Maille Artisans currently classifies a weave based on its Family, Structure, Form, and Attribute. The family that a particular weave is categorized into is generally based off of the types of connections between the rings and how the rings act as a whole. The type of structure that a weave is categorized into is based on the general way that the rings interact to form a general structure, such as a sandwiching structure or an inversion of a weave, this does not refer to the stability of a weave to stay in one state. The form of a weave defines how a weave naturally expands, the terms sheet, chain, unit, and three-dimensional or dimensional are used to describe form. All weaves have one or more attributes. Weave attributes vary from having doubled rings, referred to as “Kinged” on M.A.I.L., to how the rings are angled, to possibly having additional rings not necessary to the stability of the standard weave added to the edges for decorative effect. I will now cover my take on weave families, as well as weave form.

Weave Family:

I currently view weaves as encompassing six different families; European, Japanese, Persian, Spiral, Orbital/Captive, and Hybrid. The family that a weave will fall into is generally based off of their connection style and ring interaction, although in some cases a weave may fall into more than one family. These are labeled as being part of the Hybrid family.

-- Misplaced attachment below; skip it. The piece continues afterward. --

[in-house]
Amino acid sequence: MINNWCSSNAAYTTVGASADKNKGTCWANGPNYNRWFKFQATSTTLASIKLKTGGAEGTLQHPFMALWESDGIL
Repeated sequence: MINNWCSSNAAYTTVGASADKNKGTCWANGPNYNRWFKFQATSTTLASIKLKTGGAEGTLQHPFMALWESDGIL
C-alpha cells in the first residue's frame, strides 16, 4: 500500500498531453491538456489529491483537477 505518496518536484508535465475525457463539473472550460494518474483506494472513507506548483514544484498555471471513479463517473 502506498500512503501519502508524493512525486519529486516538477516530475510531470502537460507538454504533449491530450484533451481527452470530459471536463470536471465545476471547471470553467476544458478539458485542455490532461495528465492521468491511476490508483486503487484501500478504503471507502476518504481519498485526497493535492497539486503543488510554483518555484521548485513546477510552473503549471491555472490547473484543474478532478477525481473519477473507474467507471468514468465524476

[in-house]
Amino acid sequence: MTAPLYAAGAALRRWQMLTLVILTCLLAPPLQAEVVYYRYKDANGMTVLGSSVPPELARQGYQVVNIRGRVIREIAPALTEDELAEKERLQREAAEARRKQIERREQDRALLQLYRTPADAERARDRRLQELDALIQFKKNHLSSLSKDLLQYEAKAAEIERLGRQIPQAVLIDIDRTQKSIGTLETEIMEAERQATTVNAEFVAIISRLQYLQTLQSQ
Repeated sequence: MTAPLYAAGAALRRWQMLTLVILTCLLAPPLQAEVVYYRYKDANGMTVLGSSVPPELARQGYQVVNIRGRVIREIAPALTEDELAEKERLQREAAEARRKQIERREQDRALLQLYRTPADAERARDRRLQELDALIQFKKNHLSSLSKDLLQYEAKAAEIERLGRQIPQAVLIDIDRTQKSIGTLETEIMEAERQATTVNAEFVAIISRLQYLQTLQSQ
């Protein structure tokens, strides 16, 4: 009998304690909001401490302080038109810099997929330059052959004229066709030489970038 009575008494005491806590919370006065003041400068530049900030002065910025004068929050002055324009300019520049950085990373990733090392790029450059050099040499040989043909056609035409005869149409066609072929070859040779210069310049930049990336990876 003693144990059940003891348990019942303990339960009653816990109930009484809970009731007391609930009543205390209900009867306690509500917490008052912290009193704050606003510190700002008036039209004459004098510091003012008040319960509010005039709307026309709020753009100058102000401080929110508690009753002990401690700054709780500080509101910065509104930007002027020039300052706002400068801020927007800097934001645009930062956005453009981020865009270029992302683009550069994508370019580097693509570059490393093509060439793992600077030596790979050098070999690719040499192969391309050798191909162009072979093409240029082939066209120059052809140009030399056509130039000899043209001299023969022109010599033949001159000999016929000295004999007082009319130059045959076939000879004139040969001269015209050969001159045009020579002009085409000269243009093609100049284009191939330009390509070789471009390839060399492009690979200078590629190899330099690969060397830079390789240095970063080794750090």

European 4 in 1

European weaves tend to have a “grain” due to the rings alternating direction every other row. The name comes from the region in which these weaves (specifically the weave shown) were used as armor.


Japanese 12 in 2 (or Japanese 6 in 1 with doubled rings)

Japanese weaves are very geometric and have 90 degree ring connections. The name comes from the region in which these weaves (specifically the weave shown) were used as armor.


Half Persian 4 in 1

The rings in Persian weaves are oriented so that if a cross-section was taken they form an X, with the rings staggering in position. The name Persian does not denote origin in this case.